During this meeting, Ms. Lynch gave Plaintiff his termination letter, which stated that Plaintiff had:

[M]isrepresented information to a Criminal Division Judge to whom [he] was assigned, to court personnel, the Sheriff's Department and members of the public. In a separate matter, potentially compromised the safety of this Judicial Officer by not following established security precautions regarding a [criminal] defendant. These actions are inappropriate for a Senior Minute Clerk and undermine the integrity of the court system and the safety of our staff and public.*fn11

(Docket No. 22-3 at 1). This letter also alluded to previous discussions about his work performance.*fn12 (Id.). The letter further informed Plaintiff that his final paycheck would include compensation for any unused vacation days.*fn13 (Docket No. 22-3 at 1). The letter also advises Plaintiff that if he had any questions regarding benefit options, his pension, or payroll matters, to contact the appropriate offices of the County. (Docket No. 22-3 at 1). Significantly, these offices include the Allegheny County Department of Human Resources (for benefit questions), the Allegheny County Retirement Board (for pension questions), and the Court Human Resources Office (for payroll questions). (Docket No. 22-3 at 1). Helen Lynch signed the letter and copies were provided to Judge McDaniel and Raymond L. Billotte, Court Administrator. (Docket No. 22-3 at 2).

Plaintiff states that the termination letter is vague and imprecise, and "allude[s] to incidents of which he is "unclear and uncertain" and that were not discussed at the meeting. (Docket No. 1 at 3-4). Plaintiff does not understand why he was terminated or what specific incident gave rise to his termination. (Id. at 4). Rather, he believes Judge McDaniel discriminated against him when she placed him "in [Judge Allen's] courtroom stressing that the employees of that room where [sic] 'black and female'" and that he would not fit in because of that. (Id.). In fact, he claims that he was assigned to Judge Allen's courtroom on the basis of his race and gender alone,*fn14 and that after his termination, Judge McDaniel replaced him with an appointee from the District Attorney's office. (Id.). Plaintiff further alleges that at the time of his termination, Judge McDaniel had terminated several other employees and replaced them with relatives and friends consistent with her "setting up a self-appointed power base" and "getting rid many Judge Dauer people as she possibly could." (Id.; Docket No. 33 at 33:6-9). Plaintiff further avers that one of his co-workers, Lisa Franklin, was also fired for discriminatory reasons.*fn15 (Docket No. 1 at 3-4).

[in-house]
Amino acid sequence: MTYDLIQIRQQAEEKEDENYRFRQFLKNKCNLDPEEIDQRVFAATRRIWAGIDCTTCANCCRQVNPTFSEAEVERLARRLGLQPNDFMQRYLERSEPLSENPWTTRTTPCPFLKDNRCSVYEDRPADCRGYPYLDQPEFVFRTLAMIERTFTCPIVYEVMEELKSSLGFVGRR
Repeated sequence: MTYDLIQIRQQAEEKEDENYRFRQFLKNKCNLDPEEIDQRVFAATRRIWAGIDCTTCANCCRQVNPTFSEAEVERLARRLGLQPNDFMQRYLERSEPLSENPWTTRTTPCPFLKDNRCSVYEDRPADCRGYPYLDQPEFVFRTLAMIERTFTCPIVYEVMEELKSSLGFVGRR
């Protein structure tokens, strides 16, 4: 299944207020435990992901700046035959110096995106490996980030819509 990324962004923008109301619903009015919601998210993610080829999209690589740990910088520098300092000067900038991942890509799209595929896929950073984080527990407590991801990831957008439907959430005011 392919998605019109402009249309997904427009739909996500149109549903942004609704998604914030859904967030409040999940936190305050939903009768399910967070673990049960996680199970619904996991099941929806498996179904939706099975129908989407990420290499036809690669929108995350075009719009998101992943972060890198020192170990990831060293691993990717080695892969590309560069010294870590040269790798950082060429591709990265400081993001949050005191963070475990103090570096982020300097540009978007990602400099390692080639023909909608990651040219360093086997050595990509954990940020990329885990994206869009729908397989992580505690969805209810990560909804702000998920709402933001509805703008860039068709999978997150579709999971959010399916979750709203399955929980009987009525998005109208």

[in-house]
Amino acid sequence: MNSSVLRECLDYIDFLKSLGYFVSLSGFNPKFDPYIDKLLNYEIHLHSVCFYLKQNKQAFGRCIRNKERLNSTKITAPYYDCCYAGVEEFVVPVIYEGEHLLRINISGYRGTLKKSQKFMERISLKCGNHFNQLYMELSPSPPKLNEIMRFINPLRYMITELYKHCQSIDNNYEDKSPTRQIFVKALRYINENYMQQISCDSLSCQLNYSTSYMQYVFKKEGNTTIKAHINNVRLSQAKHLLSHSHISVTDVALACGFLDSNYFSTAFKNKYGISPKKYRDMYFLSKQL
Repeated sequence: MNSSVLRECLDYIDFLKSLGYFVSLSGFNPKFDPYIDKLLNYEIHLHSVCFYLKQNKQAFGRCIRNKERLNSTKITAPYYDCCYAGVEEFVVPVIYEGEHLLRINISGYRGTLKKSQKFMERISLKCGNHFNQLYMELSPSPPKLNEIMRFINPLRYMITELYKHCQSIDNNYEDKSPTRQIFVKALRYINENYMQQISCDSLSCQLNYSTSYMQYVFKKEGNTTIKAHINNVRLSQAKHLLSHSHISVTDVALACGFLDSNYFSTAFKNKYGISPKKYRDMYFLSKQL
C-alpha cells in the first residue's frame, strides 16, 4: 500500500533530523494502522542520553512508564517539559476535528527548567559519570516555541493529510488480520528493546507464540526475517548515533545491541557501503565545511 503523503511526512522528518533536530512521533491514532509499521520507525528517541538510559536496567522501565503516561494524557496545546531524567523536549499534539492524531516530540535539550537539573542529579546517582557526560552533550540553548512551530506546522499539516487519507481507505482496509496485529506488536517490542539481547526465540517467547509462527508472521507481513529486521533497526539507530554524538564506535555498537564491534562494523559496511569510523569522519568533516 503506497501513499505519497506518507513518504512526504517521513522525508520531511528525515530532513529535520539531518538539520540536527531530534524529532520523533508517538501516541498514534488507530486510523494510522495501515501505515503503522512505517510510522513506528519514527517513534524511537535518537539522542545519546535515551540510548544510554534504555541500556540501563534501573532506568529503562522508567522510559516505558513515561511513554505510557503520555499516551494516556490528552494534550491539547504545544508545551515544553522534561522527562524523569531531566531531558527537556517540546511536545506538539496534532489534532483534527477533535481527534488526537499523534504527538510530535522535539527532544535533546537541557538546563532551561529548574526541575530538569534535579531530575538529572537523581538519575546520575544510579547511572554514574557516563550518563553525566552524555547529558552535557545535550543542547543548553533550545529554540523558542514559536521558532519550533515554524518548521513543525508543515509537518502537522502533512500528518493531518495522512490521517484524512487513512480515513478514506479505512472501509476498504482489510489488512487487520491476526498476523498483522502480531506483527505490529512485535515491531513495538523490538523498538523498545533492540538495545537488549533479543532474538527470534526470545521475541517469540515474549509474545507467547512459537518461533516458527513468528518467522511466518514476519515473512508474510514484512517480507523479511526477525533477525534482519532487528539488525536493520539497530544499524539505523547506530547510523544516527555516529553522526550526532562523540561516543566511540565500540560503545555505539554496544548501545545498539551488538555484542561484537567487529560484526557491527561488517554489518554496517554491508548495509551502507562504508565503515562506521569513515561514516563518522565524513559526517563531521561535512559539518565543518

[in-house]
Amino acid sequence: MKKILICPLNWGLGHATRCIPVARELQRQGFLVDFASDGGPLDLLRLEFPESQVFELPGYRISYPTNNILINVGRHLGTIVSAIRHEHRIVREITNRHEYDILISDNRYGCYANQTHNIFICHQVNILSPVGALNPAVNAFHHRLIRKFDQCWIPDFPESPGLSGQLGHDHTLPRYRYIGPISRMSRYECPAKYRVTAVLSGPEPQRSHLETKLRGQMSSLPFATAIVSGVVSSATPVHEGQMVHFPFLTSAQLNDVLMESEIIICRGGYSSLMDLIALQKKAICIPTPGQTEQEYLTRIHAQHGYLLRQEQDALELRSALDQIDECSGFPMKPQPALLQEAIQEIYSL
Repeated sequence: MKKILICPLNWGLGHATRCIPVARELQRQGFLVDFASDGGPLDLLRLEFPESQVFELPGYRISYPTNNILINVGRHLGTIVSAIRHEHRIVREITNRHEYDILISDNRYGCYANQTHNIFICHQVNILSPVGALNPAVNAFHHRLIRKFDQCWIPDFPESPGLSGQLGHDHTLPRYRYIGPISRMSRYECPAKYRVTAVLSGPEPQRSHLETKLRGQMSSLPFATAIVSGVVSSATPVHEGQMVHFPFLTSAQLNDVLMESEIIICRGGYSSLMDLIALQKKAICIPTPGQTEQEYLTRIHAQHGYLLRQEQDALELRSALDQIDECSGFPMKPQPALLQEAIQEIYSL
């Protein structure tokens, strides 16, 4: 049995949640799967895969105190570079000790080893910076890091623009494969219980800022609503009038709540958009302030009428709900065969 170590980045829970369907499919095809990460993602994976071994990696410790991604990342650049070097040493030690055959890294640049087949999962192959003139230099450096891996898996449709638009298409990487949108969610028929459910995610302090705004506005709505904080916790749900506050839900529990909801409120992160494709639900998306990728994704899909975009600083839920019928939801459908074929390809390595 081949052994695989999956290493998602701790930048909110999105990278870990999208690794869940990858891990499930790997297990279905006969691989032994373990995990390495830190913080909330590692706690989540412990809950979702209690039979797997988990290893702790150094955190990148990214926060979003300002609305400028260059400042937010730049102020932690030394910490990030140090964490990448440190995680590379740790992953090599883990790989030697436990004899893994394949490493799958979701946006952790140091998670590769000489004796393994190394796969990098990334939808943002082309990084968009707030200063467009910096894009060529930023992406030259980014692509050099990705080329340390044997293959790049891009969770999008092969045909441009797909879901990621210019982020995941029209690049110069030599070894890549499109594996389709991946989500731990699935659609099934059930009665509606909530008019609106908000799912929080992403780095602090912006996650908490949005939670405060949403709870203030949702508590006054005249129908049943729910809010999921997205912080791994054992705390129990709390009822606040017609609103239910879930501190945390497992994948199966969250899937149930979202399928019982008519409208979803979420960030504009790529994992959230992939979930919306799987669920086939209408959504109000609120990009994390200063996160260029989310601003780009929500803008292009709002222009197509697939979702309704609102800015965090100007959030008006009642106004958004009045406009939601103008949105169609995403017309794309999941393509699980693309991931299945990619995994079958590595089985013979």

B. Plaintiff's Filing with the EEOC

Within 30 days of his termination, i.e. on or about February 25, 2006, Plaintiff claims that he contacted the EEOC by phone and was informed that he had 300 days to file a discrimination charge. (Docket No. 18 at 2; Docket No. 22 at 1). Plaintiff then allegedly contacted an attorney, Samuel J. Pasquarelli,*fn16 within 60 days of his termination, who also told him that he had 300 days to file. (Docket No. 22 at 1; Docket No. 33 at 8:5-15; 12:12-21). Specifically, Plaintiff states that he called Mr. Pasquarelli two to four additional times, including calling on his cell phone, and that in all of these conversations, Mr. Pasquarelli confirmed that he had 300 days to file. (Docket No. 22 at 1; Docket No. 33 at 12: 11-13). Plaintiff alleges that he later met with an EEOC official at the agency's Pittsburgh office within 75 days of his termination, on or about April 10, 2006, and was again assured that he had 300 days to file a charge. (Docket No. 22 at 1). At the hearing on the Rule to Show Cause, Plaintiff testified that his discussion with the EEOC official on April 10th was not very long and that he asked to see someone about filing his complaint. (Docket No. 33 at 11:23-25). When Plaintiff expressed a desire to file his charge with the EEOC that day, he was told that it was not EEOC procedure "to do it on the spot." (Id. at 12:3). Rather, he contends that the EEOC official requested that he fill it out at home or bring back the completed paperwork at a later time. (Id.; Docket No. 33 at 12:4-8).